The city is offering 1,200 students a new opportunity to participate in free summer programs focused on science, technology, engineering, and math, Chancellor Carmen Fariña announced Thursday.
The summer STEM program will be available to students finishing second, seventh, and ninth grades — with 400 seats per grade — and will be hosted at sites throughout the five boroughs. It fits in with Fariña’s focus on stopping summer learning loss and on a few grades that she sees as crucial to a student’s success, especially seventh.
For students to be ready for third grade, Fariña explained after visiting second- and fifth-grade classrooms working on projects at P.S. 307 in Brooklyn’s Vinegar Hill, they must be reading at grade level, which STEM projects can help with in an interactive way. The fifth-grade class Fariña visited, for example, was in the midst of giving small group presentations for inventions like a wristwatch that monitors the blood-sugar levels of diabetic patients.
Seventh grade, Fariña said, was crucial to engage students who often get “disenfranchised from school” at that age, start dropping out, and have “a lot of social-emotional issues.”
And in tenth grade, Fariña said the goal is to give the students a more technical STEM education so that they will “decide that they not only want to go to college, but many of them may want to major in these areas.”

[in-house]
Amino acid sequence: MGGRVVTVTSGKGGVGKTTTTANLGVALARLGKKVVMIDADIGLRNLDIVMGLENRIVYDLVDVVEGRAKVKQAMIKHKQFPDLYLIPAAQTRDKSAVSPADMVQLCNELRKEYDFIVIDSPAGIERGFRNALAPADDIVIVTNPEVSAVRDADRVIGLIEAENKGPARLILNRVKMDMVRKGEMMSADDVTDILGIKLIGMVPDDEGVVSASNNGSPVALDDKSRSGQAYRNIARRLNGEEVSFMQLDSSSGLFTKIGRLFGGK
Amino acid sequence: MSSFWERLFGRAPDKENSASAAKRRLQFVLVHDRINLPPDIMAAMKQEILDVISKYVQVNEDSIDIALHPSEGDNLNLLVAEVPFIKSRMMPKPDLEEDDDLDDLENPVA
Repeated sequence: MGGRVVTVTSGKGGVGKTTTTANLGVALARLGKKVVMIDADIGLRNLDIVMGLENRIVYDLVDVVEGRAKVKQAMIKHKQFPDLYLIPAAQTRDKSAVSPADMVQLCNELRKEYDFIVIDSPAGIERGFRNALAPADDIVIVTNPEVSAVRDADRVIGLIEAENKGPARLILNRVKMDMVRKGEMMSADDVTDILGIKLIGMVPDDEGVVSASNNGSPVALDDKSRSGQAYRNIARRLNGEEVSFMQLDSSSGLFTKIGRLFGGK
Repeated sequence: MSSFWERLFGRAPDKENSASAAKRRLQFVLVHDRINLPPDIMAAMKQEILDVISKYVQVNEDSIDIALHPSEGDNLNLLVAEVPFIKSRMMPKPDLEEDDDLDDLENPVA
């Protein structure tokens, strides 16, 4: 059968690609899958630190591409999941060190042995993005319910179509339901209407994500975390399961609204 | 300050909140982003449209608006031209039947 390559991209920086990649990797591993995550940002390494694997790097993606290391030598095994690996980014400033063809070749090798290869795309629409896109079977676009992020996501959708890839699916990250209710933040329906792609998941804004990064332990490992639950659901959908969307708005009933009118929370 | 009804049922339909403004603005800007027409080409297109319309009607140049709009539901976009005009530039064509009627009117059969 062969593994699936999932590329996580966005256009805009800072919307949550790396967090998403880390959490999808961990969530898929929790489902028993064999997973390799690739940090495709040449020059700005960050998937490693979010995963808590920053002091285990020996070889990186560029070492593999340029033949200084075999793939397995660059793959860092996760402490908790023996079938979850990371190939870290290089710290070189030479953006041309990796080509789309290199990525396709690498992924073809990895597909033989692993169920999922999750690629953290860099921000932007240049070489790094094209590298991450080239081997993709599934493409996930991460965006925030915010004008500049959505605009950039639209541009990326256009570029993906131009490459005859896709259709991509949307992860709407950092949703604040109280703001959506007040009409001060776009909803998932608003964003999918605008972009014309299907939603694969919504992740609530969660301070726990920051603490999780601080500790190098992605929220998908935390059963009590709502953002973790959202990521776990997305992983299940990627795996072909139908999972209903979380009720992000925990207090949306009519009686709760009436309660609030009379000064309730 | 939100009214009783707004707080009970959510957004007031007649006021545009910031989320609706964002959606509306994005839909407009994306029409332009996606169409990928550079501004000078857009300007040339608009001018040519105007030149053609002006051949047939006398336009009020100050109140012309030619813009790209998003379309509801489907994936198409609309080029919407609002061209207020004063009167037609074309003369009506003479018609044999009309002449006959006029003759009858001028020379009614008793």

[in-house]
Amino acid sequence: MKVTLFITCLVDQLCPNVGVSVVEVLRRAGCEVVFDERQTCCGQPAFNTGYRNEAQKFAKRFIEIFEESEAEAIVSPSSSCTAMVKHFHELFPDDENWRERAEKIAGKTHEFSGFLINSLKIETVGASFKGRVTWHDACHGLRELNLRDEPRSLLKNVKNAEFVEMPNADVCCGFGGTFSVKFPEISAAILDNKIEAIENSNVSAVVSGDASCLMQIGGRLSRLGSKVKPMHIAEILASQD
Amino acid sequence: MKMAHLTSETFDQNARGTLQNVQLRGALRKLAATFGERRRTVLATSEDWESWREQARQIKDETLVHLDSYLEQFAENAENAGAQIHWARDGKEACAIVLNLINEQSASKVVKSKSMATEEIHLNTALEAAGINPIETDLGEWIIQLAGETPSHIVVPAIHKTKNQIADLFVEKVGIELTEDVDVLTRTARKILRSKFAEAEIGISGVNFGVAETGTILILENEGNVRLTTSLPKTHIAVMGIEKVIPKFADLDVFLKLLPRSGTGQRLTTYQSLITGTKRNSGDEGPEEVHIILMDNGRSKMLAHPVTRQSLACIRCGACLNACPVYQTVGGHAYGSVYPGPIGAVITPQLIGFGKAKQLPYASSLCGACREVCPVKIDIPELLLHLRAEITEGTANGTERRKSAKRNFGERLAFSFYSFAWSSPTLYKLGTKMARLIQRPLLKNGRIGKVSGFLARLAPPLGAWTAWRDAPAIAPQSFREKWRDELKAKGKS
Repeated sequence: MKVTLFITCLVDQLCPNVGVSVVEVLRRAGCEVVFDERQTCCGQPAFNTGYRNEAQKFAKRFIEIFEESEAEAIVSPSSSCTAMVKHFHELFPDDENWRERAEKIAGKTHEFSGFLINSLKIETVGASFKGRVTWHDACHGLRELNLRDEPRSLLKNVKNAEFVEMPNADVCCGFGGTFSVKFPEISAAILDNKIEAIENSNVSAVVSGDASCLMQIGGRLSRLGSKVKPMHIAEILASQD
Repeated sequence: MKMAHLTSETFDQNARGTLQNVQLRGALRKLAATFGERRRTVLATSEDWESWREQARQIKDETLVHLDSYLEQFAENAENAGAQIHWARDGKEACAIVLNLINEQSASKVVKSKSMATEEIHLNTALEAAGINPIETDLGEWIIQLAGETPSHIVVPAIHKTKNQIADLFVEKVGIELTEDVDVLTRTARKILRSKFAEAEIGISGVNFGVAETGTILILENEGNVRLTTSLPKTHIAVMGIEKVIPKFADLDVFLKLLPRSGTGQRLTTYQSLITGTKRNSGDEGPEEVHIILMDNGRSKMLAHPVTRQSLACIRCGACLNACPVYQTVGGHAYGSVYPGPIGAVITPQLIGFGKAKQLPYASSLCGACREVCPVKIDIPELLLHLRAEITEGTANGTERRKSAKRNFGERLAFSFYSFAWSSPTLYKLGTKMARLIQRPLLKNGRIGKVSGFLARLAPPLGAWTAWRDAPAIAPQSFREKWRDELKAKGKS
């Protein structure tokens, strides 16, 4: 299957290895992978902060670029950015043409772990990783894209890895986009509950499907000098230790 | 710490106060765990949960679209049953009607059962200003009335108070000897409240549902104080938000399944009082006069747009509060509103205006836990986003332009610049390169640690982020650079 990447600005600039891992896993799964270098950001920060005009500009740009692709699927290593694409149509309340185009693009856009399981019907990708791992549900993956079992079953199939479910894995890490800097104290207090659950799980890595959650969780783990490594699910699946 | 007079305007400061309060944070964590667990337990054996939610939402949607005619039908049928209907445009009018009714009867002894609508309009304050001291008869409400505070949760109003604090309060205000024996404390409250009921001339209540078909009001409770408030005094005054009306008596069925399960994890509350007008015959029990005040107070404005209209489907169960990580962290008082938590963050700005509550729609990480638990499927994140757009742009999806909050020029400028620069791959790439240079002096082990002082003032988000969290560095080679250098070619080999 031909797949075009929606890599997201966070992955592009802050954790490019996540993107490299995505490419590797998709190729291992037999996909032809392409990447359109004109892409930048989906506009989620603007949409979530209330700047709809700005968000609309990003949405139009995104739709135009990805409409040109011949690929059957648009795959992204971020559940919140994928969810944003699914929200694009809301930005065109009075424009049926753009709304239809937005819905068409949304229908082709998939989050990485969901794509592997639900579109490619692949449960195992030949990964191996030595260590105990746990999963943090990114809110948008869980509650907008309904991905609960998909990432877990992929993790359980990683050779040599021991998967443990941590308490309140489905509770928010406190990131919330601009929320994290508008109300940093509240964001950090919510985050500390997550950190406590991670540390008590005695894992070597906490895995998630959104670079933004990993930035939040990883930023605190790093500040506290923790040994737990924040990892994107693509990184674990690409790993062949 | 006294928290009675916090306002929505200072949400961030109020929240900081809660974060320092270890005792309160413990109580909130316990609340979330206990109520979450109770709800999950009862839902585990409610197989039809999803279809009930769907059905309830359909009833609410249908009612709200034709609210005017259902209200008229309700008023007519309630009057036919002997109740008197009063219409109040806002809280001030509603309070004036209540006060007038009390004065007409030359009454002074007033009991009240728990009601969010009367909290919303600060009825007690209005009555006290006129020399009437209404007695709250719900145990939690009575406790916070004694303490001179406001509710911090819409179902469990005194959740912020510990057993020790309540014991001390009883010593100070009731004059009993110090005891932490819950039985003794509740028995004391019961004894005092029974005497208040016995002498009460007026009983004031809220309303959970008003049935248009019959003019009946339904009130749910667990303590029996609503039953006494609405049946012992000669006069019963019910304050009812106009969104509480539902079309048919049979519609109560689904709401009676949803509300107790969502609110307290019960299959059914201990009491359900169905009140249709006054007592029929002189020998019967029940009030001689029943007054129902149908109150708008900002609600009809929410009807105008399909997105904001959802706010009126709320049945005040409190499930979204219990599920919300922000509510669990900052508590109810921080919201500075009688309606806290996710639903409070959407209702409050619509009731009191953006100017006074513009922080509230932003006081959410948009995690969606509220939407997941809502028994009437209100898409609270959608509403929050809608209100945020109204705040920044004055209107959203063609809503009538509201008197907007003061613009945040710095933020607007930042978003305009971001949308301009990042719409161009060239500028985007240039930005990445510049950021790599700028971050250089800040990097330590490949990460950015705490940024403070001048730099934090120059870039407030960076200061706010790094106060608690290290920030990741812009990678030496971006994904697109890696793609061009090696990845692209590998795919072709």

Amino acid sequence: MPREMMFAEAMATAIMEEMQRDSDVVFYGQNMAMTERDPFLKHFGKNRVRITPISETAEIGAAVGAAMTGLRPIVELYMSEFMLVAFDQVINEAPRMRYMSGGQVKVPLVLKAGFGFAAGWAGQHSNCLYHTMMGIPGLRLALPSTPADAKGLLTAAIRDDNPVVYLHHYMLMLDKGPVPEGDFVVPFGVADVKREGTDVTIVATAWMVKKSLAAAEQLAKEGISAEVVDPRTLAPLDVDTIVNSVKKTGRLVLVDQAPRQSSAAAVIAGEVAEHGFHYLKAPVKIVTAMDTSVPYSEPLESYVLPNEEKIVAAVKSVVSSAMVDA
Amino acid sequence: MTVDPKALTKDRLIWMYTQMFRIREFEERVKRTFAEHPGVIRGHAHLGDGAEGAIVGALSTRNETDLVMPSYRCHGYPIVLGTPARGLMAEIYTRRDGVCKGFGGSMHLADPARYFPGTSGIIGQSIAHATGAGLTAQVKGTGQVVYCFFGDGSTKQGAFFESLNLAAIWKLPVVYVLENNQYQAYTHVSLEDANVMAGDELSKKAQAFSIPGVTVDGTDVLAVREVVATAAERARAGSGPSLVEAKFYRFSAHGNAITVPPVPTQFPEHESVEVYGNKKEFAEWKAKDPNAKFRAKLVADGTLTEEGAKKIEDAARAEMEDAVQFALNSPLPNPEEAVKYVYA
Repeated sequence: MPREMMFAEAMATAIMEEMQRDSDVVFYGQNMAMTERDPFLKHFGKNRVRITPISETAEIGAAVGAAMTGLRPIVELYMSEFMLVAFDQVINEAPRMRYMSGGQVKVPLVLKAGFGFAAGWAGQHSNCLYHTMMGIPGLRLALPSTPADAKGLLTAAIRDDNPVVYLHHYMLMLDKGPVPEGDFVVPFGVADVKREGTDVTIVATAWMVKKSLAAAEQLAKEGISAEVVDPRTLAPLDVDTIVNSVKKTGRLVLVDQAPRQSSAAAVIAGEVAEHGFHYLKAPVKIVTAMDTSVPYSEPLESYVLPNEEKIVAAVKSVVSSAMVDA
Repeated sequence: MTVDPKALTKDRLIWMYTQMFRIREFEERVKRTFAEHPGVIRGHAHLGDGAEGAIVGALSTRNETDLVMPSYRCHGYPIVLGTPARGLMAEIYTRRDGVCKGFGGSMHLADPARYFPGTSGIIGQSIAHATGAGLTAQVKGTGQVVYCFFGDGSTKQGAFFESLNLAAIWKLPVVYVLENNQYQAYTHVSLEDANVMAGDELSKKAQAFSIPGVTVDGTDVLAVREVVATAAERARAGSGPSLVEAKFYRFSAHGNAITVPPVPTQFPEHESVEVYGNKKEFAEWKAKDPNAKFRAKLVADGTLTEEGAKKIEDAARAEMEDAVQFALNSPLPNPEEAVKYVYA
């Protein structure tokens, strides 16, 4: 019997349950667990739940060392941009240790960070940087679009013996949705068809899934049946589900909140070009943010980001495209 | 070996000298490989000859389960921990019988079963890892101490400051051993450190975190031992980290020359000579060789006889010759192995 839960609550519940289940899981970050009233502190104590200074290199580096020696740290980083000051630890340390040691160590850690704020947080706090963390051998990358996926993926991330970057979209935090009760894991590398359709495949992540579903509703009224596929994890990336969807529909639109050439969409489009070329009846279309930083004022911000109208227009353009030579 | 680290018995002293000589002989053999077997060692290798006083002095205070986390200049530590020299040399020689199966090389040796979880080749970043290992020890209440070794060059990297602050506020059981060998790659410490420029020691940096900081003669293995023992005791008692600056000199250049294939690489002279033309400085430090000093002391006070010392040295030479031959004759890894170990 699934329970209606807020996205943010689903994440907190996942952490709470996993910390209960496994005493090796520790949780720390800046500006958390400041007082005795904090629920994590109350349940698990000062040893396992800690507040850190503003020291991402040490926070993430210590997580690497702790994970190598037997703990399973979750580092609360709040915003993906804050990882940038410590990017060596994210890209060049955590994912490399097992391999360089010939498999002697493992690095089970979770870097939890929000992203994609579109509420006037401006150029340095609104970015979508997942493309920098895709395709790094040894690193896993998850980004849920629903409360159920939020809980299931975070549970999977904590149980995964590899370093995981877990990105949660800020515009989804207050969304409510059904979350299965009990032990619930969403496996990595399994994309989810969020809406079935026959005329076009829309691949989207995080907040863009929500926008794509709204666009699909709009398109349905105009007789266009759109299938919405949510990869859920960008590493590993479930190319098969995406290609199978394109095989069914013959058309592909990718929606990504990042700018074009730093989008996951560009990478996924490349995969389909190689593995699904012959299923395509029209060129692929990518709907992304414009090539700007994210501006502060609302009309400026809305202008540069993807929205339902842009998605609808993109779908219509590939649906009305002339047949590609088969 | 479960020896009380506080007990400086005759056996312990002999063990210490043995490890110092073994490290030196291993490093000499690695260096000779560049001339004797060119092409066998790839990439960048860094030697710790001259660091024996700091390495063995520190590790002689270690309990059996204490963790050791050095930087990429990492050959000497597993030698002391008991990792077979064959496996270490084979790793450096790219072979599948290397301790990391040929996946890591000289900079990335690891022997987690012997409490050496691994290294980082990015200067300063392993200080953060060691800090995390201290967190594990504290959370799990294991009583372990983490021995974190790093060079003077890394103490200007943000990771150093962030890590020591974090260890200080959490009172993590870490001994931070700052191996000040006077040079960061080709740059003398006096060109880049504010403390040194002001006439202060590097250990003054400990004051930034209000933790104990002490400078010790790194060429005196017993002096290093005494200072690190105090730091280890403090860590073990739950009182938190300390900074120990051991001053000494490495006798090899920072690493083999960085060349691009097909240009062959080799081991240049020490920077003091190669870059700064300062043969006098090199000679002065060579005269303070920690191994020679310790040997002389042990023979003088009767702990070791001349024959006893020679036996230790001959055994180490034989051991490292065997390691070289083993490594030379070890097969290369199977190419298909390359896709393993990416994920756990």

The city will give priority to high-needs students with good school attendance, an interest in science, and parents that will support their participation, Fariña said. City officials said they would also encourage students attending schools in the city’s School Renewal turnaround program to apply, along with English language learners and students with disabilities.
The summer pilot program, which Fariña said could be extended as after-school programs next year, has a price tag of $2 million, which will be paid for with public funds and a $500,000 grant from Microsoft through the Fund for Public Schools.
The NYU Polytechnic School of Engineering is providing curriculums for the seventh- and tenth-grade programs, which include topics like robotics, urban development, and sustainability. The second-grade program curriculum, which combines STEM concepts with other elementary science topics, was developed and implemented by the Boston Museum of Science and New York Hall of Science.
Ben Esner, the director of K-12 STEM education for the NYU Polytechnic School, said the school is committed to training 500 city teachers to bring engineering and technology into their classrooms over the next five years. (The school led a series of STEM programs for students over the last two summers called STEM Now, which Fariña lent her support to last July.)
The summer program will be led by 65 city teachers, and 40 instructors from the NYU Polytechnic Center for K-12 Education will provide support.
Applications for the programs, which run for four weeks for second-graders and five weeks for seventh- and tenth-graders, will be available later this month.